Ordinarily, when we accumulate more head knowledge, our ‘elastic’ skulls tend to swirl with pride, and we tend to lack an element of intellectual integrity; a key precondition for epistemic humility. Given this fundamental weakness amidst a conspiracy theory riddled environment, isn’t it only fair that we should not only expect but also demand a reasonable degree of epistemic responsibility across all professions? Should we allow overconfident and dogmatic professionals to sift through, and panel beat credible information, thus violating evidence-based data to fit their narratives and preconceived views, motivated by invalid arbitrary a priori assumptions and patently biased cogitative personalities? Like a raving lunatic, I yowl, no! I don’t think anyone should ever be coaxed into choosing between epistemic rationality and irrationality. Only one choice exists, and it is the former.

True, facts on COVID-19 from qualified experts have been sporadic and somewhat contradictory. Does this give us the license to dismiss all information we receive from these professionals as totally untrustworthy? Not at all! Information on a novel disease that keeps on mutating into stronger vaccine resistant strains tends to evolve with time.

At any point, we would have access to a body of knowledge that is considered reliable, albeit fluid. Such amorphous evidence-based data would stay in force until new facts are gleaned or a new strain with different characteristics scuttle all or most of the previously known facts. People are at liberty to choose whether to accept vaccines or not. The unfortunate wave of epistemic trespassing currently rocking the entire geopolitical enchilada is not only confined to the COVID-19 space. It straddles the whole spectrum of professional areas with apparent impunity. Perhaps, this is what prompted Warren Buffett to come up with the Circle of Competence phenomenon, a concept articulated in the view, “Know your circle of competence, and stick within it.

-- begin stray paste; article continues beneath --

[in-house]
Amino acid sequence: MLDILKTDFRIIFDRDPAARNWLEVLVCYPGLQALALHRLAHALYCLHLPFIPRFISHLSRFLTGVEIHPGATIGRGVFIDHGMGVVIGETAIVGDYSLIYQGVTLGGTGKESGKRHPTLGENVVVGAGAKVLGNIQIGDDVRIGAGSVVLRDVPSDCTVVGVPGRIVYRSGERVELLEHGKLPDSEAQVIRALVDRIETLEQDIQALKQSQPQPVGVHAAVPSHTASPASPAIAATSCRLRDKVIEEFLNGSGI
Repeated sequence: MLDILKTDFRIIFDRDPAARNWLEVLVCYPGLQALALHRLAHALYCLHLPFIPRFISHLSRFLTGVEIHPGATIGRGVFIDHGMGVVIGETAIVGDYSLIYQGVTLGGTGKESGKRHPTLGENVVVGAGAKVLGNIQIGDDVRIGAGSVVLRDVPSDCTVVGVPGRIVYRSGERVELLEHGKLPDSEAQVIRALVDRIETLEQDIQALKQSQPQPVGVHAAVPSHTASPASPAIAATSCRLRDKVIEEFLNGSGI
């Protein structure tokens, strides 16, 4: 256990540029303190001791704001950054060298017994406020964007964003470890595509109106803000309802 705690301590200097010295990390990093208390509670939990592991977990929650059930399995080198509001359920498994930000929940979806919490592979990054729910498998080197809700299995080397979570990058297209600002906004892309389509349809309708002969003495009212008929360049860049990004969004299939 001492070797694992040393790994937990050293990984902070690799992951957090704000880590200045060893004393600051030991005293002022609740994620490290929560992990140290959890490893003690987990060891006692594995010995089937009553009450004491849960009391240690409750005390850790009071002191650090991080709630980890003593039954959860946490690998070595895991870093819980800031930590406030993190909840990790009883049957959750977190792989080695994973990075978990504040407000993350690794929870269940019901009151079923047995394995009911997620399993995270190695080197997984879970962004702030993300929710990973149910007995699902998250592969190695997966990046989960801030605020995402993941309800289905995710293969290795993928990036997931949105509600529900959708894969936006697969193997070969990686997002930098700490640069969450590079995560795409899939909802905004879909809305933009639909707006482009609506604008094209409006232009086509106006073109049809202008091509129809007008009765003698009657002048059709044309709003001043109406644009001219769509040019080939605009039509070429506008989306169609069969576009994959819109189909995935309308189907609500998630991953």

The size of that circle is not very important; knowing its boundaries, however, is vital.” Since he would never risk vapourising the money locked in his investments, you would expect an astute investor like Buffett to be unconditionally sold to the staying power of this imperative.

Despite Buffett’s view, epistemic trespassing has long crept into the investment arena. Approximately half a century ago, Professor Burton Malkiel of Princeton University wrote, “A blindfolded monkey throwing darts at a newspaper’s financial pages could select a portfolio that would do just as well as one carefully selected by experts.” This was followed by an unexpected statement from Rob Arnott, the CEO of Research Affiliates who said, “Makiel was wrong. The monkeys have done a better job than both the experts and the stock market.” If all this is true, doesn’t it unwittingly speak to the nature of risk associated with the choice of investments, and the logic of enlisting qualified professionals to assist in analysing risk and recommending risk-assets likely to yield a competitive return? The principle of epistemic responsibility applies to almost all professions. Most companies that have invested in property portfolios value their properties every three years. The services of a qualified property valuer would be enlisted for this purpose. Where epistemic modesty is in force, you wouldn’t find a bunch of smarty-pants directors, be they lawyers or finance experts unnecessarily questioning capital values determined by qualified resources and perhaps going a step further to demand the inflation or deflation of such considered values. By the same token, property valuers serving on panels of commercial banks would have the grit to reject all sorts of intimidation from their masters and refuse to collude with them in systematically deflating values of property to be bonded.

While an engineer is at liberty to share his views with his attorney, it would be inappropriate for him to insist that the lawyer follows what, from the engineer’s lay perspective, may seem to be a good defense strategy. Without the benefit of test results, a general practitioner drilled in the medical principle, ‘When you hear hoof beats, think horses, not zebras,’ will push back and refuse to listen to an alarmist professional lawyer who happens to be his charlatan patient. In the real world, the door swings both ways, therefore, each professional must be exemplary in demonstrating what he expects of other professionals.

Editor's Comment